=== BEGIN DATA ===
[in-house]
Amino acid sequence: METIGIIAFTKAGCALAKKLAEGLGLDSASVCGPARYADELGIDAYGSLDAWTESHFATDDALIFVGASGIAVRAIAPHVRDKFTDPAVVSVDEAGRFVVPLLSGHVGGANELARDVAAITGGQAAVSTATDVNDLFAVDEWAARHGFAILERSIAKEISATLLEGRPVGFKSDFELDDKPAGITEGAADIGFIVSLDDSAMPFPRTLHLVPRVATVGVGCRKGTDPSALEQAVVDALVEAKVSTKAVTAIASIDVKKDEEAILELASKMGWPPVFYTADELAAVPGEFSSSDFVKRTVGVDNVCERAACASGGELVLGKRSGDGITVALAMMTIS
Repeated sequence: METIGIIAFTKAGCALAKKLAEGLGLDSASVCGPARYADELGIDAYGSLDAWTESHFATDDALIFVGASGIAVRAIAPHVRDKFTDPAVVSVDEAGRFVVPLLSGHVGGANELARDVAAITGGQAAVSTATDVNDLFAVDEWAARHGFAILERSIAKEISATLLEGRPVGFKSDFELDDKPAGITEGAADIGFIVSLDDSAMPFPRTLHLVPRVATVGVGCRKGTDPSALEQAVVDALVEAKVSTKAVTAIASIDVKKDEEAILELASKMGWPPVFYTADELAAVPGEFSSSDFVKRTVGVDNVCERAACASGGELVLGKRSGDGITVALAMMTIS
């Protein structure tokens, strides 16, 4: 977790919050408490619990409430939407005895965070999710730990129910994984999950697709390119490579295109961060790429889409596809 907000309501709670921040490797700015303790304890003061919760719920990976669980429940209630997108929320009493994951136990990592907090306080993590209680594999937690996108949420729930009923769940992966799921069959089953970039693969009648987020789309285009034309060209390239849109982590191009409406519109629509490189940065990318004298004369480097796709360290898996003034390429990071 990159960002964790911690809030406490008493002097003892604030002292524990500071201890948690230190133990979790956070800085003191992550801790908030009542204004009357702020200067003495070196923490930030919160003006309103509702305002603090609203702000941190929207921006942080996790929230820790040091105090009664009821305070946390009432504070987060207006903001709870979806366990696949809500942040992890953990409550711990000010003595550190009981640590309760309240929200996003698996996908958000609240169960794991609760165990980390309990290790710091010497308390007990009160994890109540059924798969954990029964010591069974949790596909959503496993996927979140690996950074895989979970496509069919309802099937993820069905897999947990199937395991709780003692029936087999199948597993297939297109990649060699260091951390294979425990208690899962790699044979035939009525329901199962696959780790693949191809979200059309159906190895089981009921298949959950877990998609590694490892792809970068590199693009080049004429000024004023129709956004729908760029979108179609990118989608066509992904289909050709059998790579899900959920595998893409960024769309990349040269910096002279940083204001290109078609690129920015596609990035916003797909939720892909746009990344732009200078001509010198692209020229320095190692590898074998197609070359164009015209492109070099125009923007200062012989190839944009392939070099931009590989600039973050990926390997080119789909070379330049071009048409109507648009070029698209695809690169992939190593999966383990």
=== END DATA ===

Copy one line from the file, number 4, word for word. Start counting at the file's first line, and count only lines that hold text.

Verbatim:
């Protein structure tokens, strides 16, 4: 977790919050408490619990409430939407005895965070999710730990129910994984999950697709390119490579295109961060790429889409596809 907000309501709670921040490797700015303790304890003061919760719920990976669980429940209630997108929320009493994951136990990592907090306080993590209680594999937690996108949420729930009923769940992966799921069959089953970039693969009648987020789309285009034309060209390239849109982590191009409406519109629509490189940065990318004298004369480097796709360290898996003034390429990071 990159960002964790911690809030406490008493002097003892604030002292524990500071201890948690230190133990979790956070800085003191992550801790908030009542204004009357702020200067003495070196923490930030919160003006309103509702305002603090609203702000941190929207921006942080996790929230820790040091105090009664009821305070946390009432504070987060207006903001709870979806366990696949809500942040992890953990409550711990000010003595550190009981640590309760309240929200996003698996996908958000609240169960794991609760165990980390309990290790710091010497308390007990009160994890109540059924798969954990029964010591069974949790596909959503496993996927979140690996950074895989979970496509069919309802099937993820069905897999947990199937395991709780003692029936087999199948597993297939297109990649060699260091951390294979425990208690899962790699044979035939009525329901199962696959780790693949191809979200059309159906190895089981009921298949959950877990998609590694490892792809970068590199693009080049004429000024004023129709956004729908760029979108179609990118989608066509992904289909050709059998790579899900959920595998893409960024769309990349040269910096002279940083204001290109078609690129920015596609990035916003797909939720892909746009990344732009200078001509010198692209020229320095190692590898074998197609070359164009015209492109070099125009923007200062012989190839944009392939070099931009590989600039973050990926390997080119789909070379330049071009048409109507648009070029698209695809690169992939190593999966383990």